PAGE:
In June 2016, ASU No. 2016-13 was issued and updated the measurement for credit losses for AFS debt securities and assets measured at amortized cost which include loans, trade receivables, and any other financial assets with the contractual right to receive cash. Current GAAP requires an “incurred loss” methodology for recognizing credit losses that delays recognition until it is probable a loss has been incurred. Under the incurred loss approach, entities are limited to a probable initial recognition threshold when credit losses are measured under GAAP; an entity generally only considers past events and current conditions in measuring the incurred loss.
Under the new guidance, the incurred loss impairment methodology in current GAAP is replaced with a methodology that reflects current expected credit losses (CECL). This methodology requires consideration of a broader range of reasonable and supportable information to calculate credit loss estimates. The measurement of expected credit losses is based on relevant information about past events, including historical experience, current conditions, and reasonable and supportable forecasts that affect the collectability of the reported amount. An entity must use judgment in determining the relevant information and estimation methods that are appropriate in its circumstances which applies to assets measured either collectively or individually.
The update allows an entity to revert to historical loss information that is reflective of the contractual term (considering the effect of prepayments) for periods that are beyond the time frame for which the entity is able to develop reasonable and supportable forecasts. In addition, the disclosures of credit quality indicators in relation to the amortized cost of financing receivables, a current disclosure requirement, are further disaggregated by year of origination (or vintage). The vintage information will be useful for financial statement users to better assess changes in underwriting standards and credit quality trends in asset portfolios over time and the effect of those changes on credit losses.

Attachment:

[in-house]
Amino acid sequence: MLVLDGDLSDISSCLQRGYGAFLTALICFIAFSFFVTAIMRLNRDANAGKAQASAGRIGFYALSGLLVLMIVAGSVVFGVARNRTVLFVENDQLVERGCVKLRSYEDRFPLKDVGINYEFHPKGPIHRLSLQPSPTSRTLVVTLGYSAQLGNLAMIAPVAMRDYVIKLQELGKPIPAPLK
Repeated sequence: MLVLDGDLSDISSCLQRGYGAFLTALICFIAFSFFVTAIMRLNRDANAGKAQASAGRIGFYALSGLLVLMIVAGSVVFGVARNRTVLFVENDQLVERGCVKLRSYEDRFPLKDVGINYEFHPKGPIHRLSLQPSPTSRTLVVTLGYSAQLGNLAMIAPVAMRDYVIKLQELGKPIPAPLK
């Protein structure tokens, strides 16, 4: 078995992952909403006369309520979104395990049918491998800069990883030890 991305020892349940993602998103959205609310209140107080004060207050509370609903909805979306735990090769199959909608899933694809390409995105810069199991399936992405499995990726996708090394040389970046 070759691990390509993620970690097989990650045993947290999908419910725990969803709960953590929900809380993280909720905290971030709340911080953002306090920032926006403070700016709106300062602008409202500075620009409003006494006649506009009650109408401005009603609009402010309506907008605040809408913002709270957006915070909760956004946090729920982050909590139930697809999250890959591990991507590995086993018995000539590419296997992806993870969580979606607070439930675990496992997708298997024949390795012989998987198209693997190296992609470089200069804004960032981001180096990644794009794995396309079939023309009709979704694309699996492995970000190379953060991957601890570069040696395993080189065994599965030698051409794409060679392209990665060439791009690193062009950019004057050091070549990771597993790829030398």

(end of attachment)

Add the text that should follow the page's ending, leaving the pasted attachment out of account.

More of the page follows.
Overall, the update will allow entities the ability to measure expected credit losses without the restriction of incurred or probable losses that exist under current GAAP. For users of the financial statements, the update provides decision-useful information about the expected credit losses on financial instruments and other commitments to extend credit held by a reporting entity at each reporting date. The new authoritative guidance is effective for interim and annual periods beginning after December 15, 2019 and may have a significant impact on our operations and financial statement disclosures as well as that of the banking industry as a whole.
We have invested a considerable amount of effort toward this guidance and will continue to invest considerable effort until its effective date. A committee was formed and has developed a road map to implementation, and the committee is accountable for timely and accurate adoption of the guidance. A company that has been focused on the ALLL for more than 10 years and serves hundreds of financial institutions has been engaged to provide us with education, advisory, and software solutions exclusively related to the ACL. We expect to run parallel processes during 2019, which will help to ensure we are ready to calculate, review, and report the ACL by the required implementation date.
ASU No. 2018-13: “Fair Value Measurement (Topic 820): Disclosure Framework-Changes to the Disclosure Requirements for Fair Value Measurement”
In August 2018, ASU No. 2018-13 was issued and provided updated framework related to fair value disclosures. For entities required to make disclosures about recurring or nonrecurring fair value measurements, the update provides disclosure modifications which include the removal, modification and addition of specific disclosure requirements.

12